Bingo. Today, the City of Fort Collins and police defendants settled a lawsuit with Masters for $5.9 million -- and David Lane, Masters's attorney, feels the $10 million total is appropriate.
"I think that's good compensation for a man who has lived the nightmare that Tim Masters lived," Lane says.
Did Fort Collins act in good faith during the process of resolving the matter? The question nettles Lane.
"Good faith: I don't know what that means," he maintains. "Whenever anybody settles a case, they settle it because they don't want to go through a trial, because they're afraid the liability they'd incur at trial would far exceed what they would settle for. It's a moralistic term.
"They must have looked at the facts of the case and thought, 'If we go to trial and lose, this could cost us tens of millions of dollars. Better to settle for $5.9 million.' It's always a cost-benefit analysis, a decision to cut your losses rather than go to trial."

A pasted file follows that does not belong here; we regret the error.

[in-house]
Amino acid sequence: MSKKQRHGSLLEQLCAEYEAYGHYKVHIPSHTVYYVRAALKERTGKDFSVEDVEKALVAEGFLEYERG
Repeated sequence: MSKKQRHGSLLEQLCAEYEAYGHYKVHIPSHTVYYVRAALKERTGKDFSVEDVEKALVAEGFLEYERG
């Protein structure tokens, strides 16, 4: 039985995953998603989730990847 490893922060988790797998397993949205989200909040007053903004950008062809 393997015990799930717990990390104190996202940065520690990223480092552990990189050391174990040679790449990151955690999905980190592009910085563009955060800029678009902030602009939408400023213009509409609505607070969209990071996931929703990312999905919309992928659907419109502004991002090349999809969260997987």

The settlement represents the last of Masters's litigation, and Lane says that pleases him. "Tim has always wanted all of this put behind him," he allows.
Lane, however, would like to see a few more things to happen -- specifically to district judges Terry Gilmore and Jolene Blair, who were censured by the Colorado Supreme Court in 2008 in relation to the Masters case, and Lieutenant Jim Broderick, the subject of an October 2009 perjury probe.
"I hope that the wrongdoers in this case -- and I refer to judges Gilmore and Blair, as well as Detective Broderick -- receive justice," Lane says. "I hope Gilmore and Blair receive justice at the hands of the voters this November. And I hope Broderick receives some justice at the hands of the criminal justice system."